76,000 LED lamps to light up rural India
- 03 November 2015
NEW DELHI: More than 800 rural villages in Uttar Pradesh, India’s most populous region, will be lit with 76,000 solar street lighting units provided by Philips Lighting, as part of a government initiative to drive sustainable electrification in rural areas in the country.
The LED-solar street lighting project will provide electricity to 800 rural villages across 40 districts in the Indian state of Uttar Pradesh, as part of a flagship scheme of the state’s Chief Minister and is developed by Philips Lighting in partnership with the Uttar Pradesh New and Renewable Energy Development Agency.
Krishnan Pallassana, India Director, The Climate Group, comments: “This project shows the good things that happen when companies, people and the government work together. The importance of LED street lights in terms of safety, emissions savings and money savings is clear, and The Climate Group is thrilled to see our partner Philips Lighting working to improve safety and quality of life for villagers in Uttar Pradesh.”
Similar projects from Philips Lighting have resulted in major benefits for the local community, spurring the local trade economy and improving life quality. These initiatives are particularly beneficial in a region that already suffers from prolonged power cuts, which sometimes last 4-5 hours a day in rural areas.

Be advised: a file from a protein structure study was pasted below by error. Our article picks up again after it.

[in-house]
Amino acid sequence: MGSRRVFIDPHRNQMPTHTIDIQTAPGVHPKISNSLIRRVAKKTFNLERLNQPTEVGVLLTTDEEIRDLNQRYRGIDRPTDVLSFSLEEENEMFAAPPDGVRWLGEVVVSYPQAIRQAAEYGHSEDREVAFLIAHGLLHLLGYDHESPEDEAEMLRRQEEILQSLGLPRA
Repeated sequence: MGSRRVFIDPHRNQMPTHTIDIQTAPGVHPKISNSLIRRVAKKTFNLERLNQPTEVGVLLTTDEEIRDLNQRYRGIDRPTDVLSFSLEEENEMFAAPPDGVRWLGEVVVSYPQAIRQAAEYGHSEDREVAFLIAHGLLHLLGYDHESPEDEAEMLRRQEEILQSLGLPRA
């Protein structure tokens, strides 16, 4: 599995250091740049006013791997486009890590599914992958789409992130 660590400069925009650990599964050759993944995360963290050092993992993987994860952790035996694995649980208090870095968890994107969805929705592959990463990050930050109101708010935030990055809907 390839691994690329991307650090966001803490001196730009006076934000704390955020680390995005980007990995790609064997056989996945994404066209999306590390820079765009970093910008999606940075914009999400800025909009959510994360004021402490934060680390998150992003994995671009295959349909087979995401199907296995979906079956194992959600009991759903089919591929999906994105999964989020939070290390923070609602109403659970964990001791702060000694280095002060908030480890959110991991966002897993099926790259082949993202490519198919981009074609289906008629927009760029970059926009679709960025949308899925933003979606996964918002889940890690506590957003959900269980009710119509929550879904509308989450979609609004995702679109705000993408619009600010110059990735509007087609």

The Climate Group has long advocated the benefits of LED street lighting around the world and in 2014, began a global consultation program in partnership with Philips Lighting to address the remaining barriers to LED scale up. At Climate Week NYC we also launched a new campaign LED = Lower Emissions delivered to encourage local governments, cities and utilities to drive full scale adoption of energy efficient LED street lighting around the world by 2025.
In India, we are aiming to improve living conditions of rural communities by connecting them to clean energy as part of our core project Bijili – Clean Energy for All. Over the last two years Bijli has reached over 60,000 people, delivering affordable and reliable solar power and LEDs to rural villages.
The project was driven by the fact that nearly 50% of India’s rural population has little or no access to grid based electricity and relies on dangerous kerosene lamps as its primary source of lighting. India’s government also highly subsidizes kerosene for lighting, spending US$2 billion per year for lighting alone. A transition to a LED lighting system would result in annual savings of 6.7 billion litres of kerosene, corresponding to around 17 million tons of CO2 avoided - and improved health and living conditions for the local population.
Mark Kenber, CEO, The Climate Group, comments on LED street lighting: “As an emissions-cutting and money-saving technology, LED street lighting is the big no-brainer. Our global trials and stakeholder consultations have shown that, when it comes to tackling climate change, LEDs are the lowest of the low hanging fruit and easiest to implement. With the number of street lights around the world likely to hit 350 million by 2025, local governments, utilities and financial institutions need to work together to ensure that all new and existing street lights are LED or of equivalent energy efficiency by 2025.”
- The Climate Group calls for all city street lighting to switch to LED by 2025
- The Big Switch: Why it's time to scale up LED street lighting
- Unprecedented economic opportunity for businesses that move to renewable, efficient energy, says Harry Verhaar
by Arianna Tozzi
This post is part of our new LED=Lower Emissions Delivered Campaign